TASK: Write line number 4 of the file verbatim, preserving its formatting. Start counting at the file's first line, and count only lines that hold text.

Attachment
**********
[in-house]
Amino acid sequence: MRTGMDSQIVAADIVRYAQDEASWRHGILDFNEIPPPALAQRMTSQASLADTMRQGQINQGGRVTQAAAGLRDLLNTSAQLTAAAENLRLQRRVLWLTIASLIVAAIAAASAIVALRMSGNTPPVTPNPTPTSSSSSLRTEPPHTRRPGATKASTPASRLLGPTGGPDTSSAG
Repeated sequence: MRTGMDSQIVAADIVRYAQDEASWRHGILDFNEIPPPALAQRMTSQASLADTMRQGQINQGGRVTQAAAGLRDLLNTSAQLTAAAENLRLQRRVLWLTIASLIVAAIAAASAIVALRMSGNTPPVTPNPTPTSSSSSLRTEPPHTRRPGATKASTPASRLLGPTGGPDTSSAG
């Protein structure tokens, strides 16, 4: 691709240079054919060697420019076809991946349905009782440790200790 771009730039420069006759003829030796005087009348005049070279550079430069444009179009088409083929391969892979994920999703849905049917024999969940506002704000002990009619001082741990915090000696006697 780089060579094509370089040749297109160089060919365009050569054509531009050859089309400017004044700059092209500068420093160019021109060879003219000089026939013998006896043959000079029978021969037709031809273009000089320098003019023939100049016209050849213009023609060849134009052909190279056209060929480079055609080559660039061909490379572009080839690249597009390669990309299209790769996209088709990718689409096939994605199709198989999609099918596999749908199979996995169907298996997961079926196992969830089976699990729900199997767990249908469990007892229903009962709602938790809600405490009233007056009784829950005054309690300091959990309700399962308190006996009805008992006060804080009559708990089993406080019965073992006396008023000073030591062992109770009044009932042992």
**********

């Protein structure tokens, strides 16, 4: 691709240079054919060697420019076809991946349905009782440790200790 771009730039420069006759003829030796005087009348005049070279550079430069444009179009088409083929391969892979994920999703849905049917024999969940506002704000002990009619001082741990915090000696006697 780089060579094509370089040749297109160089060919365009050569054509531009050859089309400017004044700059092209500068420093160019021109060879003219000089026939013998006896043959000079029978021969037709031809273009000089320098003019023939100049016209050849213009023609060849134009052909190279056209060929480079055609080559660039061909490379572009080839690249597009390669990309299209790769996209088709990718689409096939994605199709198989999609099918596999749908199979996995169907298996997961079926196992969830089976699990729900199997767990249908469990007892229903009962709602938790809600405490009233007056009784829950005054309690300091959990309700399962308190006996009805008992006060804080009559708990089993406080019965073992006396008023000073030591062992109770009044009932042992």